Here the sanding is performed by a sanding drum on a drill press. I also use a stationary oscillating sander but diligent hand sanding can also accomplish the job.





View of body ready to be contoured with a 1/2" round-over bit. Take in consideration as to how the grain runs but generally try to cut with the router in the direction of the spin of the router bit. That is, in order to reduce splintering and tear out of the wood grain, the router bit should rotate into the wood in order to get a smooth cut. This usually would mean running the router clockwise around the project.




Here a right-angle grinder with a carbide cutting head is used to cut more radical contours into the body surface. This tool is simply more aggressive and can reduce the time spent on this procedure. Again, other more readily available tools can be used to accomplish the same results.








Contoured and sealed body is ready for paint application. Filling of pores is not necessary on maple or ash as the grain is quite fine and a smooth clean surface prepared by sanding is quite sufficient. I tend to start with about 80 grit paper and work through 100, 120, 180 & 240 grits. Finer grits are not necessary and probably unadvised at this actually polishes the wood and becomes too smooth. If too smooth the wood provides no surface for which the paint to "bite" into and hold. The sealed wood should be scuffed up slightly with fine (240) grit paper and then cleaned by wiping down with a slightly damp cloth, blown clean with compressed air, or wiped with a 'tack cloth'. Make sure the surface is clean and dry before painting and if using a tack cloth, make sure it is compatible with the finish being applied. (ie. water or solvent based)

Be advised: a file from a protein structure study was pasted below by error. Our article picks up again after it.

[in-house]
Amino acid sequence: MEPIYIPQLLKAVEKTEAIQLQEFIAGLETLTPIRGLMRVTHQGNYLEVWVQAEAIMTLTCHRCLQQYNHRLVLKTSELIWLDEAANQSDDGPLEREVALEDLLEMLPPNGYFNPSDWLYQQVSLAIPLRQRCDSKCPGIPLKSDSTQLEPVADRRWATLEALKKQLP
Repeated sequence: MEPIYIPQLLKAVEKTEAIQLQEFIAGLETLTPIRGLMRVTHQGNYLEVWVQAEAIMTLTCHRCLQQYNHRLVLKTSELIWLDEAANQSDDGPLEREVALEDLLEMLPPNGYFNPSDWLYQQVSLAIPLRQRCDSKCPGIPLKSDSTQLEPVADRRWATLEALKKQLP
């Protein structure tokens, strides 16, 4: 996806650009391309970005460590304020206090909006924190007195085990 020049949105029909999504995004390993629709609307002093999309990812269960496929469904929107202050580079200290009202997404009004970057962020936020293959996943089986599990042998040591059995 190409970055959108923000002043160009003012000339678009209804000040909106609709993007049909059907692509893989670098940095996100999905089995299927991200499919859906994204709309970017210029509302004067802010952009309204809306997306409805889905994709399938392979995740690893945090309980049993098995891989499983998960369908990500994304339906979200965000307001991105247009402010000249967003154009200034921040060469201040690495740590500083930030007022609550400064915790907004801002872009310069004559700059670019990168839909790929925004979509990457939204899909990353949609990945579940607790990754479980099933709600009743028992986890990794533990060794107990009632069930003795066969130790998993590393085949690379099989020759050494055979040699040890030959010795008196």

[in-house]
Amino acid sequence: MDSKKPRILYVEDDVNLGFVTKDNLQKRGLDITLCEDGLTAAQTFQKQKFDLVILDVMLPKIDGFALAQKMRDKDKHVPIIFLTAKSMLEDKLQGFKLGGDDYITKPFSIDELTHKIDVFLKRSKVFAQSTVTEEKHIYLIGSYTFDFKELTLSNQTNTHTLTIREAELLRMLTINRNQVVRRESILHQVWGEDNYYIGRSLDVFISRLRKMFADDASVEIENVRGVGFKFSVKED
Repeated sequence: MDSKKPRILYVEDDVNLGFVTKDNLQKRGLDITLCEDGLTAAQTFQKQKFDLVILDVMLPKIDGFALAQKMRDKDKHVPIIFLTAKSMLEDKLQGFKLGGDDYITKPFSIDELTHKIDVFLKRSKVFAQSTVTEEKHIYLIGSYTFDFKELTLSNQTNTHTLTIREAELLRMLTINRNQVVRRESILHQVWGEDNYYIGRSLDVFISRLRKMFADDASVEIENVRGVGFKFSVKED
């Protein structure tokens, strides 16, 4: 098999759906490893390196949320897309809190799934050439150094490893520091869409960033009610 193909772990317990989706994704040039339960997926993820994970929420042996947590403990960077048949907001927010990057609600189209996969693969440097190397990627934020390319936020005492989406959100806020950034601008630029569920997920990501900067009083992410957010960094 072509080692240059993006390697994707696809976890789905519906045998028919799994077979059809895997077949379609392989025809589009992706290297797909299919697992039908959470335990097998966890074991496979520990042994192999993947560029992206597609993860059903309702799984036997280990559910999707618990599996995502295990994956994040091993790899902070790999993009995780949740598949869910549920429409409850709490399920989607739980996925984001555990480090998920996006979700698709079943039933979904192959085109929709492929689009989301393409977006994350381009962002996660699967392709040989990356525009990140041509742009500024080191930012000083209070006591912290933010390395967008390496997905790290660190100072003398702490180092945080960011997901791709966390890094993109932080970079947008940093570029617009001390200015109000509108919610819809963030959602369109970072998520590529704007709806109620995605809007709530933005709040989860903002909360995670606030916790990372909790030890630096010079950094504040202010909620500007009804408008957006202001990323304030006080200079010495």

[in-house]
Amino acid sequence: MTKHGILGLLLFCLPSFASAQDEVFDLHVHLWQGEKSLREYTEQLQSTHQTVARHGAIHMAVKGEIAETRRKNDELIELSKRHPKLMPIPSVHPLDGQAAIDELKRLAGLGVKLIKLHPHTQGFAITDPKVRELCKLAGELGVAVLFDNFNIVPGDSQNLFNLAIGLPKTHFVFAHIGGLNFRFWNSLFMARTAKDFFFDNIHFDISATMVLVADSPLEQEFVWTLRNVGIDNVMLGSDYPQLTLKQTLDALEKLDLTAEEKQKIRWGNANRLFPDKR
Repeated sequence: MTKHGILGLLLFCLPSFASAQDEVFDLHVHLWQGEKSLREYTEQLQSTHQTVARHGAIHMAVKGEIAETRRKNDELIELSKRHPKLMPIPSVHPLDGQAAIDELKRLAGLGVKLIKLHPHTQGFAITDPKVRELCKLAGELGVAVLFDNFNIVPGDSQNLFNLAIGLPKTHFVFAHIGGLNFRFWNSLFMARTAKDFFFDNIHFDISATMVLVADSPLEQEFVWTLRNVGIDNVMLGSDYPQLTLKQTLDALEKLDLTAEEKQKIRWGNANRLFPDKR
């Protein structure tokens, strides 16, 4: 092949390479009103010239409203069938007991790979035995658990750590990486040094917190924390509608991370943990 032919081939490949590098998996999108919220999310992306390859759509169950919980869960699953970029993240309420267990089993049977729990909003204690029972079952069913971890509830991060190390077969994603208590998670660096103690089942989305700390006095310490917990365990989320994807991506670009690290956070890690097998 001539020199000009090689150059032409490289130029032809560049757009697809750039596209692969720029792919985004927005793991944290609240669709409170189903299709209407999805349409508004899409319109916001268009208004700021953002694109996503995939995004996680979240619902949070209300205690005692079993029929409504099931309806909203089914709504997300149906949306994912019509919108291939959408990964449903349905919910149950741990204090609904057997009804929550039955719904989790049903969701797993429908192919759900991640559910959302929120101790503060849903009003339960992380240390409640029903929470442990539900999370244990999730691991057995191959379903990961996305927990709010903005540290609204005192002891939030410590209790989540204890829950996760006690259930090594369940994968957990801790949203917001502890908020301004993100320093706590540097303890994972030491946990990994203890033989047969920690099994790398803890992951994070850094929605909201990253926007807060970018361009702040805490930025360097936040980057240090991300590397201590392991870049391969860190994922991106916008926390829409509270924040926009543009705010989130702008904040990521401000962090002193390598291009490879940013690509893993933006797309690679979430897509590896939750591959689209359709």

An inexpensive HVLP (High Volume Low Pressure) spray painting unit is shown. Various finishes can be used from automotive paints to clear, tinted or opaque specialty lacquers formulated specifically for wooden instruments. The traditional finish of choice has been Nitrocellulose lacquer, however it is very volatile and now no longer easily available to the general public. Much more environmentally friendly water borne finishes are now available which are comparable to the glossy finish of nitrocellulose.



Shown is the body sprayed with primer. An ebony neck is shown laid on top of the neck blank. The ruler indicates the 34" scale length of the Jazz type bass.
This verifies the correct position of the tailpiece.